Sundar Pichai, the Chief Executive Officer of the Alphabet, gestures as he speaks during a session of the celebrate the 50th anniversary of the World Economic Forum’s (WEF) annual meeting in Davos, Switzerland, on January 22, 2020. REUTERS/Denis Balibouse
DAVOS, Switzerland (Reuters) – Sundar Pichai, the chief executive officer of the Alphabet, Inc., and is a subsidiary of Google, said on Wednesday that the health sector offers the greatest potential in the next five to 10 years, the use of artificial intelligence in order to improve the results, and the fear that the technology giant will have to comply with the personal data.
In the U.S., lawmakers have raised questions about Google’s access to the medical records of tens of millions of Americans. Ascension, which operates 150 hospitals and more than 50 senior living facilities throughout the United States, Google is the largest cloud computing client in the healthcare industry.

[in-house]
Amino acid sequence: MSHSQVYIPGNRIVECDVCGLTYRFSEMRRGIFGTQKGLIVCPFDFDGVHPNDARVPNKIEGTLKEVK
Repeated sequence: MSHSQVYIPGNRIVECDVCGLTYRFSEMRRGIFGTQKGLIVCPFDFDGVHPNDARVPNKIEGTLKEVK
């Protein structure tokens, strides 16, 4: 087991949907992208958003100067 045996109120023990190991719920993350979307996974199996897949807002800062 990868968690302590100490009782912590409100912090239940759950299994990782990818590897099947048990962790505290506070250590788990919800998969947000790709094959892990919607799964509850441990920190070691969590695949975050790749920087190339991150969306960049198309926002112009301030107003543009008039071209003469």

“When we are working together with the hospitals, and the data belonging to the hospitals,” Pichai told the conference, a panel at the World Economic Forum in Davos, Switzerland.
“But if you look at the possibilities here. Cancer is so often missed is the difference in the result is in-depth. In lung cancer, for example, of the five experts, who all agree in this way, and five again in the other direction. We know that We will be able to make use of artificial intelligence to make it better,” Pichai added.
Google has, for a number of years, with the development of artificial intelligence for the automated analysis of MRI scans and other patient data to identify disease and to make predictions that are focused on improving outcomes and reducing costs.
The US lawmakers asked the company in November to provide information about the different health systems that provide information to Google, or Ascension day, customers will be allowed to opt-out of the project, and whether or not the data is to be used for commercial advertising.
Pichai said that there was already a strong protection of the privacy regulations in place that provide a framework for Google to update.
Google just picked up a deal in November to acquire a Fitbit, Inc. for $2.1 billion, based on the introduction of the wearables segment, and is investing in digital health. The acquisition is expected to be examined closely by regulators before it is allowed to get too close.
Reporting by Greg Roumeliotis in Davos, Switzerland; Editing by Alex Richardson